For a lot of years, I’ve heard people say “trust the process” and I’ve always wondered why anyone would just blindly do that. I need more information Timmy.
First off, does the process actually work? Or what if the process is hopelessly flawed and whoever’s tellin’ you to trust it doesn’t get that? Or maybe it was their idea and they’ve become the very definition on insanity, hopin’ that if they keep gettin’ people to try it, it’ll eventually work. Maybe it’s a numbers game. I don’t know, but whenever I hear that phrase, my blood runs cold.
Okay. That was a tangent. I’m not here today to trust a specific process, but rather to try and understand the ones that we’re liable to encounter on any given day. Or suggest where having a process might have streamlined things a bit. While I’m not particularly prejudiced against using any given process – just don’t ask me to trust it right off.
Sticking to the list
Over the years, when I was self-employed, I probably had processes that I used, but I never really formalized them. Maybe they were more like routines than actual processes in that regard. OCD can work for you if you let it.
Then I went to work for other people, and processes smacked me upside my head on a daily basis. I resisted at first, but eventually succumbed, if not out of reason, out of realizing that the process of receiving a paycheck was incumbent on adhering to organizational processes.
Plus, I think the thing that rang truest to me was the notion that yeah, I actually could get run over by a bus, and I didn’t want to leave others in the lurch. That’s just not fair Timmy. So following a process – as opposed to going about things willy-nilly in my own way – ensured that somebody else could step into my shoes at a moment’s notice and everything would continue to run smoothly.
That’s probably what organizational processes are most about. Succession and uninterrupted service to clients. That’s a good thing, for sure. And no process worth its salt goes undocumented. That’s a GGO.
Processes needn’t be draconian. Nor set in stone. Unless they’re like mechanized industrial scientific things involving formulas and such that if not followed, might result in something blowing up.
No, organizational processes should be open to suggestion and change. They are living documents, and when the landscape changes, people oughta be wise enough to realize that maybe a process or two should change as well. Elsewise, things don’t make much sense.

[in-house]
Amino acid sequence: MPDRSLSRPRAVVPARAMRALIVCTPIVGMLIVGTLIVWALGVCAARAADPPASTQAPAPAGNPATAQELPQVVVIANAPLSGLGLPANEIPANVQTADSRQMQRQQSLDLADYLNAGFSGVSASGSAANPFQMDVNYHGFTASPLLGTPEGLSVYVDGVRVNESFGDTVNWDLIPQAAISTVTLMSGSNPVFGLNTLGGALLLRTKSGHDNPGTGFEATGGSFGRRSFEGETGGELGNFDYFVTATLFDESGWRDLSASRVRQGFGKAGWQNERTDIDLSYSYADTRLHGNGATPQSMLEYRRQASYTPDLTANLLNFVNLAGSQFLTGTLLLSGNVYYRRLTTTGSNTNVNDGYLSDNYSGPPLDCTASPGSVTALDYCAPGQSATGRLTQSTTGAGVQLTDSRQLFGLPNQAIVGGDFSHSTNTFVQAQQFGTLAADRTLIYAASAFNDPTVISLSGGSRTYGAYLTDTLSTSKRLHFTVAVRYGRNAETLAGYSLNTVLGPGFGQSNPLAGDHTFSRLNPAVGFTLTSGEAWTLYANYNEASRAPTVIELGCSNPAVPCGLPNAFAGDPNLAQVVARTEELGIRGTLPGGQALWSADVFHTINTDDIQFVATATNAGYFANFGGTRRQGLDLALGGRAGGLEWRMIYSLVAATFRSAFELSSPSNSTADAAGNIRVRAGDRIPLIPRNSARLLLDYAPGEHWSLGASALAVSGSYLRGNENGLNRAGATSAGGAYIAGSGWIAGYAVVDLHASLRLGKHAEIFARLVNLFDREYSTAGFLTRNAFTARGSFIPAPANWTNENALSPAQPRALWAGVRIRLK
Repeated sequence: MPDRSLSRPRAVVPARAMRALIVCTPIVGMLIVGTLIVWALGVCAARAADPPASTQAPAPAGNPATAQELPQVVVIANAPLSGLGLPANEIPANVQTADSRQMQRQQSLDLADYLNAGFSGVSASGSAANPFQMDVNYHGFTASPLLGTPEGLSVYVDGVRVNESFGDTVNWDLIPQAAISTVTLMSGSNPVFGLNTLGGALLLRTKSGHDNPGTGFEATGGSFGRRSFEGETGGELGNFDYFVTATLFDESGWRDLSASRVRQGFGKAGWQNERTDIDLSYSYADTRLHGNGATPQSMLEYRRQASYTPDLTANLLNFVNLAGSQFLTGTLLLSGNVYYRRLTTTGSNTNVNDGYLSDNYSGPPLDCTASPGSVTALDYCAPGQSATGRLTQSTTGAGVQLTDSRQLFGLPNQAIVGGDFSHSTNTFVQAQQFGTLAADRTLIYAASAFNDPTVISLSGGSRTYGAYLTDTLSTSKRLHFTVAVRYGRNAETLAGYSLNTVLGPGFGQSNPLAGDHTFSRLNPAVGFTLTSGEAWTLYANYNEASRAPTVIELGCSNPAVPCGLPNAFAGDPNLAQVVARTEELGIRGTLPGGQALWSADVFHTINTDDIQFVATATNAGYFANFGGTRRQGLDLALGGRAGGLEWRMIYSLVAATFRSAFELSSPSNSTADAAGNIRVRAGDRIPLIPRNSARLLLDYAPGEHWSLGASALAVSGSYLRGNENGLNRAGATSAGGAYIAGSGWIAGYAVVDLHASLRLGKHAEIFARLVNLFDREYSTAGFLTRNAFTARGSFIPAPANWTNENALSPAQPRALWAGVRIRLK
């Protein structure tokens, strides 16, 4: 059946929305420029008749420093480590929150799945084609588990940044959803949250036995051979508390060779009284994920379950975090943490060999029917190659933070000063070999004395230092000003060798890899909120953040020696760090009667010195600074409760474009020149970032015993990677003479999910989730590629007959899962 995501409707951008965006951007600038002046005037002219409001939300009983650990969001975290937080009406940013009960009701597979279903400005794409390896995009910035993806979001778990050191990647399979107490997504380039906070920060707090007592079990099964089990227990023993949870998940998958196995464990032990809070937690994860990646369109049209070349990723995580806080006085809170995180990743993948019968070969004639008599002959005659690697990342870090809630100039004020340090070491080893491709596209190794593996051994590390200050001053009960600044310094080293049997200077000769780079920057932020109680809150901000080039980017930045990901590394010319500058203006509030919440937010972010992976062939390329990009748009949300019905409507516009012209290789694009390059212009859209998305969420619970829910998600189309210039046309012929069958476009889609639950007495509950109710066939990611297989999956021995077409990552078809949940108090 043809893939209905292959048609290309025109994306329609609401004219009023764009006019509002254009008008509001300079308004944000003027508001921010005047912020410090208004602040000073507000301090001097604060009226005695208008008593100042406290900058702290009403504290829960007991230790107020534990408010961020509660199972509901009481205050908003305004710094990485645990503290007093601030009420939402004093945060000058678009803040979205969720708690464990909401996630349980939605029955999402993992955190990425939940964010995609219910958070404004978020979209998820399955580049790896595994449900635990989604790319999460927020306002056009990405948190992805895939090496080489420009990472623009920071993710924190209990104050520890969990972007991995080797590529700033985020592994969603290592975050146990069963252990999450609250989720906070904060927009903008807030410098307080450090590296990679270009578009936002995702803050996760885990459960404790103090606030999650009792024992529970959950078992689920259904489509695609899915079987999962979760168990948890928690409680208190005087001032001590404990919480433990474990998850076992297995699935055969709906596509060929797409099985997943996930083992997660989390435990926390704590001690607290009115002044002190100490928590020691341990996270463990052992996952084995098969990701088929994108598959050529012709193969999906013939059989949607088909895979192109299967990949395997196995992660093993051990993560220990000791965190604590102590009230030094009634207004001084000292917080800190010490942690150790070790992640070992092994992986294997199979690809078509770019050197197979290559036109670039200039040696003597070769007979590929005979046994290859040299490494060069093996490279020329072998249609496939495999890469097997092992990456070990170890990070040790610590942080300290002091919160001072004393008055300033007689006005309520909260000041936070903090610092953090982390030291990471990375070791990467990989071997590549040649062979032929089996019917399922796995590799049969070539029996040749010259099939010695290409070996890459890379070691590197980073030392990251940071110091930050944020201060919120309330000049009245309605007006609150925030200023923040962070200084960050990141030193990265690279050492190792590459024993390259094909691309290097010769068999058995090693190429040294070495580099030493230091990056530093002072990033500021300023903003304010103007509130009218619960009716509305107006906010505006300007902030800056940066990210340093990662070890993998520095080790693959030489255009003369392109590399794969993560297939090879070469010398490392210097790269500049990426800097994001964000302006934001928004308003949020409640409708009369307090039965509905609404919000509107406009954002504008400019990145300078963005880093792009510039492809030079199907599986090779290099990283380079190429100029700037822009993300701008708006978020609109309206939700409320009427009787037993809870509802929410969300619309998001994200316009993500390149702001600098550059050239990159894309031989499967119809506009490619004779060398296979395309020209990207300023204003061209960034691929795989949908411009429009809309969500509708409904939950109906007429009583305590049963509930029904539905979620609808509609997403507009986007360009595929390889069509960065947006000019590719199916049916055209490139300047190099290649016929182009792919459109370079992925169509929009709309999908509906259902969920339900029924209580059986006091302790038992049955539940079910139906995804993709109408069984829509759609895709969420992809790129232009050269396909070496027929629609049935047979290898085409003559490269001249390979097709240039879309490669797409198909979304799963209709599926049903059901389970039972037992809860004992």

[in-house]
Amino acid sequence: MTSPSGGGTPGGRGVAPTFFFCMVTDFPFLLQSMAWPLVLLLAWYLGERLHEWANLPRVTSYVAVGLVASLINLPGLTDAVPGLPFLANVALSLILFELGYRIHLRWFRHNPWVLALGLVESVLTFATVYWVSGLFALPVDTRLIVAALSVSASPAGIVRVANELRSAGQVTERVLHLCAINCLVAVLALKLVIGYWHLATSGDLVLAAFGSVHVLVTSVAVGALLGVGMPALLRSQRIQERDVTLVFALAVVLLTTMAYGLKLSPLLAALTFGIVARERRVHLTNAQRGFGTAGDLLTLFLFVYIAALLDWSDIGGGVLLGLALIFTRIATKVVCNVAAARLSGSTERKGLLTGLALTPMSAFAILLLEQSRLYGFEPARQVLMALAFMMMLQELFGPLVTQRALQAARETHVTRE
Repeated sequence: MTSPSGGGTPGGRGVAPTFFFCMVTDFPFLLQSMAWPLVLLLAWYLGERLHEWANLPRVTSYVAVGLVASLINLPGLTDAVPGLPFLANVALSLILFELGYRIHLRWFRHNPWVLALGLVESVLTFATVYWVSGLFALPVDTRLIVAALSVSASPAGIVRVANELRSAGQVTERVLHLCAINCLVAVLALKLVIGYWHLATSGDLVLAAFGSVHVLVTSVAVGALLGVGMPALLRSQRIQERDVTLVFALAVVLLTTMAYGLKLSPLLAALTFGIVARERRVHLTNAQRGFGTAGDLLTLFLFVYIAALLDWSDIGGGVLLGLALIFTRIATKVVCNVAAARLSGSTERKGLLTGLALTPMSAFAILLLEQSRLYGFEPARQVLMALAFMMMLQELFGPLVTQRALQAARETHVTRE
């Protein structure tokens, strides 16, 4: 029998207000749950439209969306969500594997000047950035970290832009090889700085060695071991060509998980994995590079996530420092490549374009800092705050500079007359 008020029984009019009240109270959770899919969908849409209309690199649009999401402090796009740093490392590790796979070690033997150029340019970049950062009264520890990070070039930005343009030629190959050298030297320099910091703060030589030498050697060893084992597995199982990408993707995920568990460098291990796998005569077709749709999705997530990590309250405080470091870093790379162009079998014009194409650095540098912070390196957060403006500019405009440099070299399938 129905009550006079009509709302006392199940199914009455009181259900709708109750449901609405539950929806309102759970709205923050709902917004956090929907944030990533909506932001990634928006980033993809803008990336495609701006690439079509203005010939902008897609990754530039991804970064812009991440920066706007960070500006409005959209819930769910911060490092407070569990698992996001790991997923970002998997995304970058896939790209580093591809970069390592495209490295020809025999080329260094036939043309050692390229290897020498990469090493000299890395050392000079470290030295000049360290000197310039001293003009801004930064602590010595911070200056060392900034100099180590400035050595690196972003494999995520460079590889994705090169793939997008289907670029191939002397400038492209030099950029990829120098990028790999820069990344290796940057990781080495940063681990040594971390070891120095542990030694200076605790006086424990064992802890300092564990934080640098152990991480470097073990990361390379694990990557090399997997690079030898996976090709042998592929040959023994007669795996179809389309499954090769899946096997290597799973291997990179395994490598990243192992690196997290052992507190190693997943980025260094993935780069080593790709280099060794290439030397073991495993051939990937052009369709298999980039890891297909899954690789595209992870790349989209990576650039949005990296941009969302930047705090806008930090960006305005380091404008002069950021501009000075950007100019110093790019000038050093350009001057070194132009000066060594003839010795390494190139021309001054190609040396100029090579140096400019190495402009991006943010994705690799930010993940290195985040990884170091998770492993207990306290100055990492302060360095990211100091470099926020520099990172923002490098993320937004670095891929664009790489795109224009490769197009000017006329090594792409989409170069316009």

As an example, here at <engine/> we have a QA process for initial setup for a site and another one when it launches. In the 18 months that I’ve been using it, we’ve changed a few things on those checklists that made sense in light of version upgrades and things we learned along the way. Pretty much ensures things go smoothly as we build out and fire things up. That QA process has earned my trust.
And boy howdy, I never thought I’d say this, but sometimes I wish more companies had processes in place. Especially the ones we interact with on a regular basis. It would make life easier for all parties.
I could recount several instances where it would have been helpful, but I won’t belabor the point – rather I’ll just reference a recent incident where having a process in place would have been very beneficial.
Just last week, I did a redesign of a page for a client based on what I thought were good design principles for creating a pleasant interface, which I thought would lead to a positive user experience. I guess – not surprisingly – they saw it quite differently. Seems I was literally not on the same page with them. At all. They had a completely different vision of what it should look like.
Long story short, the four or so hours I put in designing the page were all for naught. And likely because one or the other of us didn’t have a process in place.
I won’t point fingers, save maybe at myself, but having a mockup of what they wanted, or at least some kinda ‘go by’ page they liked, woulda been really helpful. When we work on a grander level, yeah, we get those things. It’s always good to have a floorplan. But in this case, I neglected to ask for one. It seemed a simple, straightforward task, but it twarn’t.
And the irony of it all is that they may well have had one that didn’t get shared with us from the git-go. It did somehow manage to show up – in all its glory – about half past the eleventh hour. Well past its time.
So we had to redo the whole thing. But there was good news. Their implementation was a lot simpler, and it didn’t take that long to fix. And more things got added as the day dragged on and their vision got clearer.
I know this isn’t an isolated incident unique to our organization. I’ve seen it happen too many times elsewhere. And it’s likely to happen again. We get in a hurry or assume facts not in evidence. Stuff happens.
But henceforth, no matter the scope of the project, I’ll do my level best to ensure that there’s some kinda something in place to minimize doing stuff twice.
I’m getting old Timmy. And life’s too short.